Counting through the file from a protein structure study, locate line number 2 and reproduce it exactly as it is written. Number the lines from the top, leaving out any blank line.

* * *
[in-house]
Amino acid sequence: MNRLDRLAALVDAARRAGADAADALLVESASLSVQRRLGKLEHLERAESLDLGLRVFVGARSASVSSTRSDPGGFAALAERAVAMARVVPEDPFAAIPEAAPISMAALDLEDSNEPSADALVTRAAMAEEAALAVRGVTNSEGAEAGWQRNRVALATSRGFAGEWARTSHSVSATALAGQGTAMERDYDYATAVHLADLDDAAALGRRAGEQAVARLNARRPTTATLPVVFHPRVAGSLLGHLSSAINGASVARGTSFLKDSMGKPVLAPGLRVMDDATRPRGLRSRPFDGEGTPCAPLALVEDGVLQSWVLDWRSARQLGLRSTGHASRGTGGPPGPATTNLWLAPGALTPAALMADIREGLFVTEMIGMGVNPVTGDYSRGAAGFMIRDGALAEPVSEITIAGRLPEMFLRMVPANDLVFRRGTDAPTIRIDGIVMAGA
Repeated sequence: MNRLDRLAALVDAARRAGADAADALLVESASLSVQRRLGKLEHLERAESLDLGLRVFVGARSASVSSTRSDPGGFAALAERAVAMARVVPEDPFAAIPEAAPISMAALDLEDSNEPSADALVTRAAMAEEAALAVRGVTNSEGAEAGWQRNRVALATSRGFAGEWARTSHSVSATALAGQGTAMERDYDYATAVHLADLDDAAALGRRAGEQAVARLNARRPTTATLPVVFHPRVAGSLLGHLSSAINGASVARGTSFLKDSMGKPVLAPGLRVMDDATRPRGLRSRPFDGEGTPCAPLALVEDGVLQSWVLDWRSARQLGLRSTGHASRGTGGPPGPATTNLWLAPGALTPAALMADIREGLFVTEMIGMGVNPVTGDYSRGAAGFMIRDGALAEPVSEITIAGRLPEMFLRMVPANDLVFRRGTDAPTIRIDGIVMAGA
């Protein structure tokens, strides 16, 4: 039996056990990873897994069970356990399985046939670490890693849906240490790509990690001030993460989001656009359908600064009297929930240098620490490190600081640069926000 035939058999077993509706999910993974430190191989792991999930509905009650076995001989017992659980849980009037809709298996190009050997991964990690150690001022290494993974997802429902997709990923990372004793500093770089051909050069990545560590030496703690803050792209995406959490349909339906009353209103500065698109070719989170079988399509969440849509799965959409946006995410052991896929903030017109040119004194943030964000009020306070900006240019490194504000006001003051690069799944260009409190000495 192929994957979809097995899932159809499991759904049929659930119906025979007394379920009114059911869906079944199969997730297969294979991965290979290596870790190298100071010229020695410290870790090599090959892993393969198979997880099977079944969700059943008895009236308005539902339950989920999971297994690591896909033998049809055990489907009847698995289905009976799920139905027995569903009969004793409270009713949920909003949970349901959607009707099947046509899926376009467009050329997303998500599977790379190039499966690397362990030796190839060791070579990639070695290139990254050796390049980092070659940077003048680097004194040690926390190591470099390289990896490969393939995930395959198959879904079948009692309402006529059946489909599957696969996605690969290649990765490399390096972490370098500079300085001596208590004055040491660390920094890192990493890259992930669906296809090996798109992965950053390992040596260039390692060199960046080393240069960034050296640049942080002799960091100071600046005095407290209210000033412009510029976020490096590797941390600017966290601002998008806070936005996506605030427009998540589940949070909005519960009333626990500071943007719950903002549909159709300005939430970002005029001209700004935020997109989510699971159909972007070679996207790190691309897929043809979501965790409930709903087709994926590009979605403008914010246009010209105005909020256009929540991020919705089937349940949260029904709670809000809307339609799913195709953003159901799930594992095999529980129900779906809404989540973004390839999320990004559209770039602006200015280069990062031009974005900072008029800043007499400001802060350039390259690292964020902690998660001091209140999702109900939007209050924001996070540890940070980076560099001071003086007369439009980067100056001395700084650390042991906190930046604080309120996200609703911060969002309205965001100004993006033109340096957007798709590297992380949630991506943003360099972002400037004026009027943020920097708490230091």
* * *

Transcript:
Amino acid sequence: MNRLDRLAALVDAARRAGADAADALLVESASLSVQRRLGKLEHLERAESLDLGLRVFVGARSASVSSTRSDPGGFAALAERAVAMARVVPEDPFAAIPEAAPISMAALDLEDSNEPSADALVTRAAMAEEAALAVRGVTNSEGAEAGWQRNRVALATSRGFAGEWARTSHSVSATALAGQGTAMERDYDYATAVHLADLDDAAALGRRAGEQAVARLNARRPTTATLPVVFHPRVAGSLLGHLSSAINGASVARGTSFLKDSMGKPVLAPGLRVMDDATRPRGLRSRPFDGEGTPCAPLALVEDGVLQSWVLDWRSARQLGLRSTGHASRGTGGPPGPATTNLWLAPGALTPAALMADIREGLFVTEMIGMGVNPVTGDYSRGAAGFMIRDGALAEPVSEITIAGRLPEMFLRMVPANDLVFRRGTDAPTIRIDGIVMAGA